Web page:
Posts tagged ‘Thomas Edison’


Electrifying America: From Thomas Edison to Climate Change

Written by I. David Rosenstein

The author is an engineer and lawyer who has spent more than forty years in the industry. Rosenstein begins his story in the mid-nineteenth century. He reminds readers that everyday tasks were time-consuming, back-breaking tasks before the advent of electricity. Soon electricity would transform life in the home, on the farm, in the office, in the factory, and on construction sites. Before that energy could be utilized, someone needed to invent the electric light bulb.


Thomas Edison already possessed a long list of inventions before tackling electricity. His work with the telegraph, telephone and phonograph had great potential. Unfortunately, Edison was a lot better at inventing than implementing his ideas in the business world. The fatal flaw in Edison’s direct current could be found in its limited ability to deliver electricity at any distance from a dynamo.


Nicholas Tesla had left his native Hungary to work with Edison in his lab. Edison’s insistence on using direct current led to a break when Tesla failed to convince him to consider using alternating current. Tesla left in 1885 to work independently. George Westinghouse had been experimenting with transformers to increase the voltage of alternating current over greater distances from dynamos. Westinghouse invited Tesla to use his facilities to develop a motor to use his system in factories and businesses. During the 1880’s and 1890’s, the two competing systems of AC and DC battled for supremacy in “The War of the Electric Current.”


After presenting the early history, Rosenstein moves on the powerful monopolies of the 1920’s, and the Golden Age of Electricity after World War II when the world turned back to business development on the home front. He talks about the failures of the industry in the Great Blackout in the Northeast in 1965 and traces the crises of the Oil Embargo of 1973 and the difficulties in California during the 90’s.


By the end of the 1900’s retail electric companies had begun to access electricity through a system of independent suppliers. Then the author discusses recent history and the issues leading up to climate control and the Paris accord. He ends the book by stating his opinion that a reconsideration of the concept of energy supply responding to public sentiments will likely lead to substantial changes in the future.


This story is an interesting study written by an expert in the field in layman’s terms. The concise book contains less than 150 pages and is easy to follow. Students who have an interest in history, electrical engineering and inventions would find this book a good resource. Recommended for anyone age ten or older.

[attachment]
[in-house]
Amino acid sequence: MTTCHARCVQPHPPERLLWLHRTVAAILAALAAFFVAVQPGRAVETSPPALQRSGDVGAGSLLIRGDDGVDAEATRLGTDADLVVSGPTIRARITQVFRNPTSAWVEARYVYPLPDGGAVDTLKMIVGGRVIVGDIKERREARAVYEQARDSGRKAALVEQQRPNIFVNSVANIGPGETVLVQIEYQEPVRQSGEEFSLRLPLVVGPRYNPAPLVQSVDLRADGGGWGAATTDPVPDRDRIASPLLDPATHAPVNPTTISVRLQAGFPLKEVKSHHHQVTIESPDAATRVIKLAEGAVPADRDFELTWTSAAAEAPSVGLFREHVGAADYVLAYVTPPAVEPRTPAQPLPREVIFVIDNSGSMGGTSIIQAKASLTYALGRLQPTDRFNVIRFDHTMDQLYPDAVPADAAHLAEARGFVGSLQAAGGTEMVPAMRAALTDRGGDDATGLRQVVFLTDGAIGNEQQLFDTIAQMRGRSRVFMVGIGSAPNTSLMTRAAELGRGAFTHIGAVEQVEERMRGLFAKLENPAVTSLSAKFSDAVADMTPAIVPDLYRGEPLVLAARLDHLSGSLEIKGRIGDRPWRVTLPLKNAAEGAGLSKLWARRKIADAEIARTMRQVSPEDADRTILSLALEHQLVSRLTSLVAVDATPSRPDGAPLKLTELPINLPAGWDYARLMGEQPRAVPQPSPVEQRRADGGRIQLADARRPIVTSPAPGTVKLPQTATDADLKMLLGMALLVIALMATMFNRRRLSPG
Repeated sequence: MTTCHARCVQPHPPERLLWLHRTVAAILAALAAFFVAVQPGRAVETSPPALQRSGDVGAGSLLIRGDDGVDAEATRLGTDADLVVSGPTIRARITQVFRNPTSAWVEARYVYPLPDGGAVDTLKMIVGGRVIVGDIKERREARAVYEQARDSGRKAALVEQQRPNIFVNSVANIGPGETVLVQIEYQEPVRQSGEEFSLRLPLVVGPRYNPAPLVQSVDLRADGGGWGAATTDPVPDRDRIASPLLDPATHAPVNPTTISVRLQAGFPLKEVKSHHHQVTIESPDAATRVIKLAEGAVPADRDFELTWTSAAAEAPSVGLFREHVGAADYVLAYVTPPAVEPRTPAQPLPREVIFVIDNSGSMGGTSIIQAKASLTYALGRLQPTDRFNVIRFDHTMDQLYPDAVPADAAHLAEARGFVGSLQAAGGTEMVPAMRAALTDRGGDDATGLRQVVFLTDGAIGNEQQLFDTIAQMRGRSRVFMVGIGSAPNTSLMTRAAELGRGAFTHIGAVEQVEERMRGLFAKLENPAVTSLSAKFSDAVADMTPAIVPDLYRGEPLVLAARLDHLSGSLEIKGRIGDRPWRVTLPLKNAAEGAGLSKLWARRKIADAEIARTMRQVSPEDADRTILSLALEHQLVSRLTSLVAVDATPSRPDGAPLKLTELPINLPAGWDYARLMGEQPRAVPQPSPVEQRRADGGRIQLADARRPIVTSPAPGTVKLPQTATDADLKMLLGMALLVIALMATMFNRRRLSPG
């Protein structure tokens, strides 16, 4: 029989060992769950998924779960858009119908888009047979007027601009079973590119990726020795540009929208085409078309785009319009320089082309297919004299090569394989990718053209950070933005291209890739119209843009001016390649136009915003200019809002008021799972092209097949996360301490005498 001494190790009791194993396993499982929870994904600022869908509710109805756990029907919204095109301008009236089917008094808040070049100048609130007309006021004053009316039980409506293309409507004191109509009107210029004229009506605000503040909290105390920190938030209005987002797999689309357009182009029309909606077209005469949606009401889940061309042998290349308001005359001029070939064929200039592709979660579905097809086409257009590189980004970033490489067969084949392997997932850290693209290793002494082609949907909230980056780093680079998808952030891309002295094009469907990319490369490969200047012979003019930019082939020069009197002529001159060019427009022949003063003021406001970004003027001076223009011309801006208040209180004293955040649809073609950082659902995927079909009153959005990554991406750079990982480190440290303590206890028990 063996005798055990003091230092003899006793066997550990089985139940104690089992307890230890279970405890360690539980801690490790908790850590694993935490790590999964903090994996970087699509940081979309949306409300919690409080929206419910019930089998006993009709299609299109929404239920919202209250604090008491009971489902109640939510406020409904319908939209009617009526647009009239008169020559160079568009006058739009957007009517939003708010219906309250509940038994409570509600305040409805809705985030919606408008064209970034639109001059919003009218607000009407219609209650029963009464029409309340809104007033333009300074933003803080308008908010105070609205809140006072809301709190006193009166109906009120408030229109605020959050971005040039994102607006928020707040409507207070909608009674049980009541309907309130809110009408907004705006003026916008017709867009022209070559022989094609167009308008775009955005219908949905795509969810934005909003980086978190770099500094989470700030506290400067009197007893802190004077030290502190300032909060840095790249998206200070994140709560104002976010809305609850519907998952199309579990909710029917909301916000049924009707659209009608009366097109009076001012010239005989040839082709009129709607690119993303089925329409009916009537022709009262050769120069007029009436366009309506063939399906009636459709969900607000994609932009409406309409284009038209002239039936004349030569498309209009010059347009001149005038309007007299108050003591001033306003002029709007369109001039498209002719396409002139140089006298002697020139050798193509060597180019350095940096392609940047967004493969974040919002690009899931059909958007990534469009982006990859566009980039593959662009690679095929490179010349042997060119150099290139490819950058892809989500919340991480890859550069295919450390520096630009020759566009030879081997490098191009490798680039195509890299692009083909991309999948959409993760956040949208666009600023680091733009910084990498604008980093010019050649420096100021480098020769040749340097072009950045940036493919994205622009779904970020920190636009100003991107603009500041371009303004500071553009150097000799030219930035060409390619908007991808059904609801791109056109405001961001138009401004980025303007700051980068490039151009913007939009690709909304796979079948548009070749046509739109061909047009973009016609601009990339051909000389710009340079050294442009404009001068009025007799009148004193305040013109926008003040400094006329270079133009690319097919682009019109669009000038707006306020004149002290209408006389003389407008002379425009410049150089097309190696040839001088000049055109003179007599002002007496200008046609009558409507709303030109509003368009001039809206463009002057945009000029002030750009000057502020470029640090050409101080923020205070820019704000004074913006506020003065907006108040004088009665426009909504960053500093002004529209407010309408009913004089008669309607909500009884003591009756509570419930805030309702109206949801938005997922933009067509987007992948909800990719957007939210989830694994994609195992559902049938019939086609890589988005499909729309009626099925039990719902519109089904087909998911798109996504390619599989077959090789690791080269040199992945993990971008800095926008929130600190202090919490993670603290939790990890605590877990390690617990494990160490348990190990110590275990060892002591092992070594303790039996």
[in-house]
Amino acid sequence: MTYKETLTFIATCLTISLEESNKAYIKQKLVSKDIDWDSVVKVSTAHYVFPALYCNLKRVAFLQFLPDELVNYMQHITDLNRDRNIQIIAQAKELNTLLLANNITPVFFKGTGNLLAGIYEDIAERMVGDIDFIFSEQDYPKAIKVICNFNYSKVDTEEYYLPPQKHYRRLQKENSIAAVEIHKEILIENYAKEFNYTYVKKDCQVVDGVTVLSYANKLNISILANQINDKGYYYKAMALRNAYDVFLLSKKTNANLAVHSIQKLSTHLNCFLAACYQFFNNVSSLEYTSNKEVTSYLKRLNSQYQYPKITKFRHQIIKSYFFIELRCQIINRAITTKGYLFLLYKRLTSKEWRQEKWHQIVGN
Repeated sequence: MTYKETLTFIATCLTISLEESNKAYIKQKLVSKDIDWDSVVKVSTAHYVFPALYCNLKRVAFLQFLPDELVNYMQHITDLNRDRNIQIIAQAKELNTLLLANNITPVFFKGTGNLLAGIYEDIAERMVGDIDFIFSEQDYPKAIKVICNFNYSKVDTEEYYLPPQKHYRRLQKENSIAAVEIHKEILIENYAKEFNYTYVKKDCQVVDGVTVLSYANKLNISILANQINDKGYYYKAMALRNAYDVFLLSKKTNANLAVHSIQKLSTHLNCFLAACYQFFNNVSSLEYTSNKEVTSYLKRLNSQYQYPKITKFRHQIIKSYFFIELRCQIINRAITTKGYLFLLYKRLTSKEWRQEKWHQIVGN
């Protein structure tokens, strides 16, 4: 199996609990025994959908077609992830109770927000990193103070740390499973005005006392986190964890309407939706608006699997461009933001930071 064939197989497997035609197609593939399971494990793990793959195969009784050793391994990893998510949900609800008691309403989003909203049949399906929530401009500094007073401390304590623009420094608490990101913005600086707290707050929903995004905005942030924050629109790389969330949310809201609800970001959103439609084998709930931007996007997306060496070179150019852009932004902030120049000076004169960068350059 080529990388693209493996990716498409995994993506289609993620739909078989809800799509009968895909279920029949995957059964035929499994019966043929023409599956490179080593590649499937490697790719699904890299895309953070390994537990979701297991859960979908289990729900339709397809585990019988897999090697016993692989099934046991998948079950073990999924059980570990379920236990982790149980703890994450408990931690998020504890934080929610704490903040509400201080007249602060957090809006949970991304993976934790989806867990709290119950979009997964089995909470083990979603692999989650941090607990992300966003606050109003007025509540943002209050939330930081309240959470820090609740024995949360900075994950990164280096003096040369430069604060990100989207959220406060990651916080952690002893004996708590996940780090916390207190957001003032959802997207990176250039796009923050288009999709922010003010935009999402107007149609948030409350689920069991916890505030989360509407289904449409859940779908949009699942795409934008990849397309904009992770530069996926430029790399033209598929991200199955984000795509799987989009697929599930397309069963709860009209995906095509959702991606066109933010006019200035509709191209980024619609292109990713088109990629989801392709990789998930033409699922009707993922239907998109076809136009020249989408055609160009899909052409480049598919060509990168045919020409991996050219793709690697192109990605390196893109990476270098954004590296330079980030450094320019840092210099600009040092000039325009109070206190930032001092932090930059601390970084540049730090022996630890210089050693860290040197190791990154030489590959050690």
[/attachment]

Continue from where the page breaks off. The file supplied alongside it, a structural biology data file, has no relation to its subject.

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Little Miss Sure Shot: Annie Oakley’s World

Written by Jeffrey Marshall

Annieoakley,picI picked up this book not really knowing what to expect. Of course I had heard of Annie Oakley, but I did not expect to find there was so much more than a wild, undisciplined sharpshooter. Sure got a surprise when I started reading this account which is not a biography but rather a colorful portrait of the highlights in Annie’s illustrious career and her fifty year marriage with Frank Butler.

Annie was born in 1860 to a poor Quaker farm family living in Ohio who named her Phoebe Ann Moses. One of seven children, at the age of six her life soon became even more difficult when her father died. By the age of eight, Annie had learned to shoot small game which she sold to help support her family. Before Annie hit her teens she was competing with men in shooting competitions. During one of these she met sharpshooter Frank Butler; Annie won the competition by one point. Fifteen year old Annie promptly fell in love and married the man with whom she would soon perform in the vaudeville circuit.

A few years later the couple would join Buffalo Bill’s Wild West Show with Bill Cody. They traveled throughout the country and later on to Europe. Annie wanted her name to match her frontier image; the name Oakley actually was taken from a town near her farm. When it became clear that Annie was the star feature, Frank graciously decided from that point on he would be her manager instead of her shooting partner.

Marshall does a good job of describing their whirlwind life on the tour circuit, They witness the construction of the Statue of Liberty on Bedloe Island, attend the fiftieth anniversary celebration of Queen Victoria, meet General Sherman, P.T. Barnum, and Kaiser Wilhelm. The couple sail the canals in Venice and walk the streets of Paris. Annie appears in stage plays and gets invited to participate in one of Thomas Edison’s first moving picture ventures.

After an unfortunate train wreck in 1901and a bad automobile accident in 1907, Annie and Frank open up sharpshooting training centers to teach their skills to others. Though they never had children, Annie and Frank gave generously to orphanages and children’s hospitals. Ironically, Annie died of pernicious anemia, which may have been cause by her constant exposure to the lead of the bullets that she used to shoot. Frank lived less than three weeks after her passing.

The author weaves an exciting story depicting Annie’s strong pioneer spirit of determination and stubbornness, a love story, history, adventure, and travel. Annie presents a strong female character well ahead of her time willing to take on the challenges of one whose life spanned the era from the Civil War through the end of World War I. This book can be enjoyed by readers ten and older. Teachers can certainly use it as a tool as a window to life during that era as well as a woman ahead of her time.

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